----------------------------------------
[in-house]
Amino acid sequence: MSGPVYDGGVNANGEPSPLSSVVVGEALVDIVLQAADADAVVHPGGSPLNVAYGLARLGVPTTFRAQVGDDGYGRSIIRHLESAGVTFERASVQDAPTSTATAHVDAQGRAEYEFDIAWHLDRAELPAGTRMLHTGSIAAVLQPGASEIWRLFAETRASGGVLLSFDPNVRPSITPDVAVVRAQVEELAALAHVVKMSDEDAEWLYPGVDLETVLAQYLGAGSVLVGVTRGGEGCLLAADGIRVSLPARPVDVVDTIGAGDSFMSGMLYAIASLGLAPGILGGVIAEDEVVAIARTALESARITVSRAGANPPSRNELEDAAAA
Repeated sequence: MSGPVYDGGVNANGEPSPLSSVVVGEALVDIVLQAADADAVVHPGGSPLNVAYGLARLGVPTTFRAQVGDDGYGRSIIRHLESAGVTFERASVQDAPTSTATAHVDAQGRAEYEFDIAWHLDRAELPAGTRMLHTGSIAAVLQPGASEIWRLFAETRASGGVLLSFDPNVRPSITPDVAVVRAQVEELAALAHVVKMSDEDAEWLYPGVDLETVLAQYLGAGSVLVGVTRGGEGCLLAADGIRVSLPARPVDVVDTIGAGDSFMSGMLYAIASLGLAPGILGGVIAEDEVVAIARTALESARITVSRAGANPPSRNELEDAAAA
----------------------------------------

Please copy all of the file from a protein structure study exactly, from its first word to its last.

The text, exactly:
[in-house]
Amino acid sequence: MSGPVYDGGVNANGEPSPLSSVVVGEALVDIVLQAADADAVVHPGGSPLNVAYGLARLGVPTTFRAQVGDDGYGRSIIRHLESAGVTFERASVQDAPTSTATAHVDAQGRAEYEFDIAWHLDRAELPAGTRMLHTGSIAAVLQPGASEIWRLFAETRASGGVLLSFDPNVRPSITPDVAVVRAQVEELAALAHVVKMSDEDAEWLYPGVDLETVLAQYLGAGSVLVGVTRGGEGCLLAADGIRVSLPARPVDVVDTIGAGDSFMSGMLYAIASLGLAPGILGGVIAEDEVVAIARTALESARITVSRAGANPPSRNELEDAAAA
Repeated sequence: MSGPVYDGGVNANGEPSPLSSVVVGEALVDIVLQAADADAVVHPGGSPLNVAYGLARLGVPTTFRAQVGDDGYGRSIIRHLESAGVTFERASVQDAPTSTATAHVDAQGRAEYEFDIAWHLDRAELPAGTRMLHTGSIAAVLQPGASEIWRLFAETRASGGVLLSFDPNVRPSITPDVAVVRAQVEELAALAHVVKMSDEDAEWLYPGVDLETVLAQYLGAGSVLVGVTRGGEGCLLAADGIRVSLPARPVDVVDTIGAGDSFMSGMLYAIASLGLAPGILGGVIAEDEVVAIARTALESARITVSRAGANPPSRNELEDAAAA